This content is made possible by our sponsors. Submit your expert blog here.

Reinsurance costs skyrocket due to catastrophic weather claims, and Canadians are paying for it

From floods to wildfires, the increase in extreme weather events across Canada is causing havoc for individuals and businesses from coast to coast. These catastrophes not only devastate communities but also put a strain on the insurance industry.

So, what does that mean for your month to month insurance premiums?

The fallout from extreme weather affects Canadian wallets in more ways than one; escalating reinsurance (insurance for insurance companies) costs and the depreciation of the Canadian dollar against the USD in 2023 have made prices soar.

The reinsurance puzzle: USD takes charge in reinsurance

Reinsurance is under strain due to increased weather disasters, as insurance companies have to rely on reinsurance for large losses. This translates into consistently large payouts over a short period of time, which hikes up reinsurance costs overall. This creates a domino effect that then burdens consumers, as these higher costs end up being reflected in their insurance premiums. On top of this, Canadian reinsurance is also purchased in USD. This is a double whammy for Canadians because the CAD dollar lost ground to the USD in 2023.

Weathering the storm: Mitigating risk and preparing to pay more

Communicating with insurance clients regarding weather events is crucial. Insurers can provide clear explanations for rate hikes and a strategy for risk mitigation. While there’s not much that individuals can do to prevent severe weather, preparedness and being properly informed on how to protect their assets goes a long way, and can help them prevent disaster; financial or otherwise.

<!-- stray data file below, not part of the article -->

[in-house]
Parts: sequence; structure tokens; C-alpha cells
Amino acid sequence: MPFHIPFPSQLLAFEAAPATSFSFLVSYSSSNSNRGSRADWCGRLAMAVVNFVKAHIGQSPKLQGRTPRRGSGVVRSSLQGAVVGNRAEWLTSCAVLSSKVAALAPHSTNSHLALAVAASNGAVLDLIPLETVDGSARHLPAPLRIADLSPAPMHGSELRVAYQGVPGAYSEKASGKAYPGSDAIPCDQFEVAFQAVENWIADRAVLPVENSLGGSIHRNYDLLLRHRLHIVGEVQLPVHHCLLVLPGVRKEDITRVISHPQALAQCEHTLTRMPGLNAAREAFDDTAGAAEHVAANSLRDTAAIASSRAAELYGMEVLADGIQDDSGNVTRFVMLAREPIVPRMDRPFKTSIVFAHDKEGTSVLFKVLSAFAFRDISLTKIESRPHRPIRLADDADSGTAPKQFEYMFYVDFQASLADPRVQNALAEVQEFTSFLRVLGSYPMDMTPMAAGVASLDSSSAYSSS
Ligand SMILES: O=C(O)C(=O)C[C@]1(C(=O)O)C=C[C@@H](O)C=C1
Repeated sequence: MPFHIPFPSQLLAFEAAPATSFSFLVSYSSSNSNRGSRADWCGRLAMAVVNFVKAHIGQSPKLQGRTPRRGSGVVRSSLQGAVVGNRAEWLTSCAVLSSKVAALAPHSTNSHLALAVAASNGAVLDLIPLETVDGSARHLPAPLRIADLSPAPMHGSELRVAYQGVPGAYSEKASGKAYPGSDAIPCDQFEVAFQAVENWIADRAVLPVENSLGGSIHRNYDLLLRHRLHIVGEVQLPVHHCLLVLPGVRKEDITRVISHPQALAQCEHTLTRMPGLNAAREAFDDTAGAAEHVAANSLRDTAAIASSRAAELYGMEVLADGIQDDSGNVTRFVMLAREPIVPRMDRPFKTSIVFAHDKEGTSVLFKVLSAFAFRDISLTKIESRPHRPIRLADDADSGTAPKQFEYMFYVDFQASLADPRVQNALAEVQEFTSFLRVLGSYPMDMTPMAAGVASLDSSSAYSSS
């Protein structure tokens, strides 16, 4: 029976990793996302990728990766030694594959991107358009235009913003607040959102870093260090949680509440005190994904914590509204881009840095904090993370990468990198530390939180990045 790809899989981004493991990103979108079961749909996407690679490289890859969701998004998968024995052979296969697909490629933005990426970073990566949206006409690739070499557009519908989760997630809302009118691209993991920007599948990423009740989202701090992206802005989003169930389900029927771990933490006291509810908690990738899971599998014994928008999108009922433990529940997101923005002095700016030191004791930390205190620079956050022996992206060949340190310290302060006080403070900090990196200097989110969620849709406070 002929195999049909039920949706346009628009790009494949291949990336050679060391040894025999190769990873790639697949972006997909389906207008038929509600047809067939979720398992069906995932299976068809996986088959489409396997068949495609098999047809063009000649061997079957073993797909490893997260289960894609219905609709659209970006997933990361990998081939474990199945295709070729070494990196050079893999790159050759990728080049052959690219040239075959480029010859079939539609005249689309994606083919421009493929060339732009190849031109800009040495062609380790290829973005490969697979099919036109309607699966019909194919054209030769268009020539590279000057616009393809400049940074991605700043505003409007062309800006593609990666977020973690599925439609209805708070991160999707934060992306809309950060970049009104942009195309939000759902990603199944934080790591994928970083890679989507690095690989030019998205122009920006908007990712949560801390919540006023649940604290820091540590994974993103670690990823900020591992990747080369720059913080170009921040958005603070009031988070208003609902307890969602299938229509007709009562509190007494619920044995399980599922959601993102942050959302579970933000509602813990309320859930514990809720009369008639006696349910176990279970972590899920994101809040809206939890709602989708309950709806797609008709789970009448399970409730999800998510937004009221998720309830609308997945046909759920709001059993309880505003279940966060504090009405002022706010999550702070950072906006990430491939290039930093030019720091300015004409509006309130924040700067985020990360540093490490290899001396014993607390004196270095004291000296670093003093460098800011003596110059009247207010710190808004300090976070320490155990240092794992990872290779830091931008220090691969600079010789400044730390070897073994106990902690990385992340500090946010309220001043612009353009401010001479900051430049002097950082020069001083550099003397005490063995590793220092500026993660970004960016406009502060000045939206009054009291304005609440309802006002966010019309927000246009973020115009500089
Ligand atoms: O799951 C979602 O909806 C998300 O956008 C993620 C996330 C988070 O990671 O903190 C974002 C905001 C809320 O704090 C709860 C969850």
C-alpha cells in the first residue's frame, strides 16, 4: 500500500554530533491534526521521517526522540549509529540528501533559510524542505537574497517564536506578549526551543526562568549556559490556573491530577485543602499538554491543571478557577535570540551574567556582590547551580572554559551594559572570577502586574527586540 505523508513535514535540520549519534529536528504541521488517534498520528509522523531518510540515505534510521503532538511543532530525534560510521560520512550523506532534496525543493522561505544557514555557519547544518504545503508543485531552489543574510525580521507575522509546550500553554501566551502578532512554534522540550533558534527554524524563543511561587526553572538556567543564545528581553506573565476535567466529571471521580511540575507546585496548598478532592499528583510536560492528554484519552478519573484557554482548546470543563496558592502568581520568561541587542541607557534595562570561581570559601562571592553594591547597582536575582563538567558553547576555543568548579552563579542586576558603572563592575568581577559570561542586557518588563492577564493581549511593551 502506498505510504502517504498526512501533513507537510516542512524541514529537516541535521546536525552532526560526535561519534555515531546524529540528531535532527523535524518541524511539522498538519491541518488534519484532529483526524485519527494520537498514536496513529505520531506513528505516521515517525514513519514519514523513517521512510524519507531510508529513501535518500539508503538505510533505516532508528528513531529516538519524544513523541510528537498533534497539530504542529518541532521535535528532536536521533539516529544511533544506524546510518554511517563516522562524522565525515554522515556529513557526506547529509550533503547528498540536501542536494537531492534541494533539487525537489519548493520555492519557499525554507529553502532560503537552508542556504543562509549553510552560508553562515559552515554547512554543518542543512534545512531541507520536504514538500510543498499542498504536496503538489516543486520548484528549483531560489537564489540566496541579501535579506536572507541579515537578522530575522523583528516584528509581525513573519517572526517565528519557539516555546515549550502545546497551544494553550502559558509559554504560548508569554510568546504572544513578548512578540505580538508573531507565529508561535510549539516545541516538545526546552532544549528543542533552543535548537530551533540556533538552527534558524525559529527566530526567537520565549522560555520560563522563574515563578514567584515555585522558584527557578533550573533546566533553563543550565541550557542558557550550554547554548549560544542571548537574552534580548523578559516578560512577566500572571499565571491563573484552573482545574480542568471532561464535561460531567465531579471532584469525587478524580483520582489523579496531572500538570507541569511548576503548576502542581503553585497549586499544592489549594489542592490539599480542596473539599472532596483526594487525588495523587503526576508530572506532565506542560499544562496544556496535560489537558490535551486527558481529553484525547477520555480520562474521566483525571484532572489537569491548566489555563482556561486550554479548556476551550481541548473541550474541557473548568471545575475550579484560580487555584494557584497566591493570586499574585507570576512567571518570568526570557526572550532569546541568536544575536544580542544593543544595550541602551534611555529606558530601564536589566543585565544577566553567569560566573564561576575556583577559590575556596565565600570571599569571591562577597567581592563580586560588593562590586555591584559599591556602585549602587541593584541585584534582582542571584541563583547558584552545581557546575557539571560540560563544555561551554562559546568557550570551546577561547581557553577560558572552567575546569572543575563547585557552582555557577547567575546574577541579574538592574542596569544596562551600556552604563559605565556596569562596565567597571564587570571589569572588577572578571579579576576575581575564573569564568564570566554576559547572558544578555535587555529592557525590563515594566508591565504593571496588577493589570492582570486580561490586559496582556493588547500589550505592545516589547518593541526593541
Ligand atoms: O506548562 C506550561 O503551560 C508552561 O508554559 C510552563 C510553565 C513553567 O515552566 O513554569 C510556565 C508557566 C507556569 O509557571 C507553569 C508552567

Going into 2024

The rising tide of catastrophic weather-related losses, escalating reinsurance costs, and currency depreciation all add up to present what can feel like a stark reality for Canadian insurance consumers.

Extreme weather events remain a threat, and insurance companies are already strained under a high rate of claims. Insurance clients should be proactive by making sure they understand the factors driving their premium hikes, and taking action to mitigate risks.

They can do this by ensuring their coverages are up to date, as well as inquiring with their insurance provider about any security features that can help with loss prevention in the event of severe weather in their area.

These measures can not only reduce their monthly rates, but reduce the likelihood of having to file a claim in the first place.

As president of KBD, Curtis aims to simplify insurance for his clients. He’s helped lead KBD Insurance to become one of Canada’s fastest 400 growing companies according to the Globe & Mail.